The short answer is yes, but it may be more difficult — and even if you are successful, the loan will cost more and probably have stricter terms.
If conventional lenders (banks and finance companies) have turned you away, try these options:
Work on your credit score. Improve it if you can by paying off debts and correcting any errors.
Consider a cosigner. A cosigner is someone who has a better or longer credit history than you who agrees to take on the payment responsibility if you default. In effect, the cosigner assumes the risk for the lender in case you cannot pay.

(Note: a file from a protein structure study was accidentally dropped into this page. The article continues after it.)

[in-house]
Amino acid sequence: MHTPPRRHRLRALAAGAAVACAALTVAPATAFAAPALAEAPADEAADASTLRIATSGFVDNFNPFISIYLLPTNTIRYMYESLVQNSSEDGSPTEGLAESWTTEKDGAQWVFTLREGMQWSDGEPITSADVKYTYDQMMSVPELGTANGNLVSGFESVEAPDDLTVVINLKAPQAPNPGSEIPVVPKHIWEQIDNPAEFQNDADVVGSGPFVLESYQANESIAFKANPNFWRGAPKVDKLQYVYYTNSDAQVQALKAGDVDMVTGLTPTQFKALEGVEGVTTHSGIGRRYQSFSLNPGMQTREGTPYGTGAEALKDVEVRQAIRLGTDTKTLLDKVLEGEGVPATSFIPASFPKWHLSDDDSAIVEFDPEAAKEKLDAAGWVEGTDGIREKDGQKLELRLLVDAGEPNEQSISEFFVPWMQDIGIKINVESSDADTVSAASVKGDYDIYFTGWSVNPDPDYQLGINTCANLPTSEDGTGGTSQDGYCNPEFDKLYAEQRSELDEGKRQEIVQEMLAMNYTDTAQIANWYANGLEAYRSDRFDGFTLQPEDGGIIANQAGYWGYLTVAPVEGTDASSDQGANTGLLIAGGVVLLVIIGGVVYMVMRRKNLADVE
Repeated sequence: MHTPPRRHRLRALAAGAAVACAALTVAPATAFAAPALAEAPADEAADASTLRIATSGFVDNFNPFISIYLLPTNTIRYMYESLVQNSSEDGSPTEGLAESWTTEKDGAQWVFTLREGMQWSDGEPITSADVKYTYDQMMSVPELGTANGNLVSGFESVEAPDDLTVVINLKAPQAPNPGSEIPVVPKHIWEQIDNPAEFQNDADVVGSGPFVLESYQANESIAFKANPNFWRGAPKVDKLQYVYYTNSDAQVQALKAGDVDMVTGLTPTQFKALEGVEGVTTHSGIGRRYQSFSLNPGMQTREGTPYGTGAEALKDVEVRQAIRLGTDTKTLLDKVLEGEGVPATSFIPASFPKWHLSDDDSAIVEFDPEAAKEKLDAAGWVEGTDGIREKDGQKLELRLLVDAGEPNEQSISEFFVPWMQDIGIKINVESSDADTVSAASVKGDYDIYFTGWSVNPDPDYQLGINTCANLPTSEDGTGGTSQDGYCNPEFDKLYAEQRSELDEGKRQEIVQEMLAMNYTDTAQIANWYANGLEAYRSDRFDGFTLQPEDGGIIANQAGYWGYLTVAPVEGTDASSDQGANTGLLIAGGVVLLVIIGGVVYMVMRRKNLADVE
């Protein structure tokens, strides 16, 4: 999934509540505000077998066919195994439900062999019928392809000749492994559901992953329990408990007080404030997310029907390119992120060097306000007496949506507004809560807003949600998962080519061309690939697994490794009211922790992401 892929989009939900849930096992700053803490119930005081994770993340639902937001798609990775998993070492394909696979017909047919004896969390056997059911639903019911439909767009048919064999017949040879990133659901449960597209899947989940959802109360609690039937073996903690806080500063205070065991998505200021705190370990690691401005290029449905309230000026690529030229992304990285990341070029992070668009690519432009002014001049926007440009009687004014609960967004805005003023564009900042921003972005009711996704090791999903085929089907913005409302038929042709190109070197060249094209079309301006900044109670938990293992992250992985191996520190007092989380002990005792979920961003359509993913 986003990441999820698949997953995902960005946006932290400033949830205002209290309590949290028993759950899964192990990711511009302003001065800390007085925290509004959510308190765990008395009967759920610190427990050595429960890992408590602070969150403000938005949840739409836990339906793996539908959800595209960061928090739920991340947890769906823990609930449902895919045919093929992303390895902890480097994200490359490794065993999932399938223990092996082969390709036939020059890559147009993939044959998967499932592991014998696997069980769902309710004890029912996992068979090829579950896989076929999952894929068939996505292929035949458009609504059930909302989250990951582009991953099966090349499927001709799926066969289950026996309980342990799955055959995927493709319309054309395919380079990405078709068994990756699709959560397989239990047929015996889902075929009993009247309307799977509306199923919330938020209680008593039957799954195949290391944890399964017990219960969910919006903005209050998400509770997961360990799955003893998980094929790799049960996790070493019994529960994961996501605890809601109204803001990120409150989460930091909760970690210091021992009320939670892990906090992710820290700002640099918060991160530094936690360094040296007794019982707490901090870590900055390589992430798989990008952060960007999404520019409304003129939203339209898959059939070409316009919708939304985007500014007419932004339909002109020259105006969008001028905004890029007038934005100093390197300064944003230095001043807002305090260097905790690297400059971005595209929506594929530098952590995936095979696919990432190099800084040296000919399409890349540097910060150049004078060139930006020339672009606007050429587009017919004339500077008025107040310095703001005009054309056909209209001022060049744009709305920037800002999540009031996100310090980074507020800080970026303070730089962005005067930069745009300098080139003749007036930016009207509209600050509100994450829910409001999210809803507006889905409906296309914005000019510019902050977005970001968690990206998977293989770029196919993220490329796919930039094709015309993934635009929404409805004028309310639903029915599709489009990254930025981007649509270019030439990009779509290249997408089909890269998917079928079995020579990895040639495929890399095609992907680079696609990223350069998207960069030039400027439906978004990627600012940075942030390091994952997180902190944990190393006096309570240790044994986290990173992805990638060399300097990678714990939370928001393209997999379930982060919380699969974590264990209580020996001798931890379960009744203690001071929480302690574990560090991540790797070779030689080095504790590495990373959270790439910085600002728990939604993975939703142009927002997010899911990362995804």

- Note: People who cosign loans assume all of the risk and get none of the benefits. Since they’ve assumed a debt, this can impact their credit score. So if someone agrees to cosign a car loan for you, take them to lunch or buy them flowers. They are doing you a favor!
Credit unions. Whether you are a member of a credit union or not, this option is worth looking into. Credit unions offer a range of loan options and are well-known to work with people with less-than-good credit.